Ten Insights about the Ten Commandments
The Ten Commandments are among the best-known, and most poorly understood, biblical texts. They appear first in in Exodus 20, Parashat Yitro, and are repeated in Deuteronomy 5, Parashat Va’etchanan. A careful look at them highlights certain problems and offers a clear window into the value of historical-critical biblical scholarship.
Here are ten misconceptions about the Ten Commandments:
1. These should be called the Ten Commandments.
The Hebrew term עשרת הדברים, popularly known as “the Ten Commandments,” appears three times: Exodus 34:28; Deut 4:13; 10:4, and is more accurately translated “The Ten Sayings,” which is reflected in the more preferable English term Decalogue, from Greek “deca logoi,” i.e., “Ten Sayings.”
Rejecting the translation “commandment” is not a matter of pedantry. The opening phrase אנכי י־הוה אלהיך “I am YHWH your God” is formulated as an utterance, not a commandment.
2. This is the original Decalogue.
Strikingly, the term עשרת הדברים “The Ten Sayings” is absent from Exodus 20! The term is first used in Exodus 34:28, after a set of (ten) laws in vv. 10-26, and many scholars believe that this was the original or earliest Decalogue, which is often named “the Cultic Decalogue,” since it largely deals with cultic or ritual matters.
3. We know how to get to the number ten.
Exodus 34:28; Deut 4:13; 10:4 all give ten as the number of sayings. But contrary to many of the artistic depictions, the Bible does not contain Roman numerals that elucidate how to divide into ten the various sayings, which are more than ten. This is done by combining various sayings together, and/or by seeing “I am YHWH your God” as introductory, and not counting among the ten. Even Jewish tradition does not offer a single definitive way of doing this.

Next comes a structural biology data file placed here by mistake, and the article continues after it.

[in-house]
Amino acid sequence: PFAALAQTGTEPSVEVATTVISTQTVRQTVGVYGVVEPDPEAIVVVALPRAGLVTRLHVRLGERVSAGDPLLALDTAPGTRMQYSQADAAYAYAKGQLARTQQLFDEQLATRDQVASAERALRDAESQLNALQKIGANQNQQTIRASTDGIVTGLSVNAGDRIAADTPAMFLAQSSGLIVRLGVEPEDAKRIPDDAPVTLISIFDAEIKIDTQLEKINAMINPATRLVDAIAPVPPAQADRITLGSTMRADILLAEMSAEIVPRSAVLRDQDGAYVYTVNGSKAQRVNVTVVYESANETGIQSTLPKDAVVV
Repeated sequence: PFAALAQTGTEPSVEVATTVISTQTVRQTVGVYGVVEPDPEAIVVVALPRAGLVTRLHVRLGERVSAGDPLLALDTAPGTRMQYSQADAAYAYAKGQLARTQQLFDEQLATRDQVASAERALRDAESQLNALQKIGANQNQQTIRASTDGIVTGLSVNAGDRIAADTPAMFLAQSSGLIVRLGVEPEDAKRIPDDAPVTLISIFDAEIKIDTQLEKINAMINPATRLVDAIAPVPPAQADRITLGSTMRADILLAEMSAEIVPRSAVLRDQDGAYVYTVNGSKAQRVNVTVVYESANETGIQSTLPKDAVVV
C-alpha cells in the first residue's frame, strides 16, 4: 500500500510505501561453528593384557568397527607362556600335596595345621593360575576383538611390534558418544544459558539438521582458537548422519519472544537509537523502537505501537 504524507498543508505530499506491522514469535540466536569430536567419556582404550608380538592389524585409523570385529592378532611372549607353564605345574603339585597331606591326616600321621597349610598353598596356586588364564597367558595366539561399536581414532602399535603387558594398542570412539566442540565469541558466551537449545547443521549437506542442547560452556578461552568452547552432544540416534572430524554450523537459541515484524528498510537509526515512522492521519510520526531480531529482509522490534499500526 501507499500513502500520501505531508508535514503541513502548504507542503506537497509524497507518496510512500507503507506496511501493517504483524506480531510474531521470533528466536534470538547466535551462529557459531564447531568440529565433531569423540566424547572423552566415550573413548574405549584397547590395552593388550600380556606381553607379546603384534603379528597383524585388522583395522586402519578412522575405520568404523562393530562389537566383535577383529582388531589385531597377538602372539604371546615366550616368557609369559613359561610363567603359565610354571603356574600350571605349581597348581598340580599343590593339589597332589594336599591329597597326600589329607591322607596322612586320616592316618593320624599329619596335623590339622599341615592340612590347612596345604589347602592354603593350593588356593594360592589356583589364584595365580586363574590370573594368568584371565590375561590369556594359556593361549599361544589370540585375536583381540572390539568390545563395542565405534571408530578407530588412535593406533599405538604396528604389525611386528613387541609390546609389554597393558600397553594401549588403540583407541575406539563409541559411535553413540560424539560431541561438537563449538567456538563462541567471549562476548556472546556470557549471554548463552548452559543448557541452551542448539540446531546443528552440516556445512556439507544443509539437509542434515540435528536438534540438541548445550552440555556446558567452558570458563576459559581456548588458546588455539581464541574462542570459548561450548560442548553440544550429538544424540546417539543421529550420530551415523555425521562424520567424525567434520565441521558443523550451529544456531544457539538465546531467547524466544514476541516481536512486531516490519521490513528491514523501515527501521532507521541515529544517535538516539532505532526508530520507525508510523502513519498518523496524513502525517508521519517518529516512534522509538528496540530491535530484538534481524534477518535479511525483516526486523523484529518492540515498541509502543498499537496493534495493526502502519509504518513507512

4. We know the order of the sayings in the Decalogue.
Two passages in the Bible, in which prophets are accusing Israel of misbehavior, contain the Decalogue’s short two-word sayings beginning with לא, “you shall not,” in different orders from each other, and a different order from the Torah.
|Hosea (4:2)||Jeremiah (7:9)|
|[False] swearing, dishonesty, and murder, and theft and adultery are rife; Crime follows upon crime!||Will you steal and murder and commit adultery and swear falsely, and sacrifice to Baal, and follow other gods whom you have not experienced,|
|אָלֹ֣ה וְכַחֵ֔שׁ וְרָצֹ֥חַ וְגָנֹ֖ב וְנָאֹ֑ף פָּרָ֕צוּ וְדָמִ֥ים בְּדָמִ֖ים נָגָֽעוּ||הֲגָנֹ֤ב׀ רָצֹ֙חַ֙ וְֽנָאֹ֗ף וְהִשָּׁבֵ֥עַ לַשֶּׁ֖קֶר וְקַטֵּ֣ר לַבָּ֑עַל וְהָלֹ֗ךְ אַחֲרֵ֛י אֱלֹהִ֥ים אֲחֵרִ֖ים אֲשֶׁ֥ר לֹֽא־יְדַעְתֶּֽם:|
Indeed, much ancient evidence suggests that these short commandments were known in a variety of different orders (see e.g. the Nash Papyrus, the best manuscripts of the LXX which have adultery before murder, an order also found in Luke 18:20, Romans 13:9 and Philo).
5. The Decalogue was written on tablets that were rounded on the top.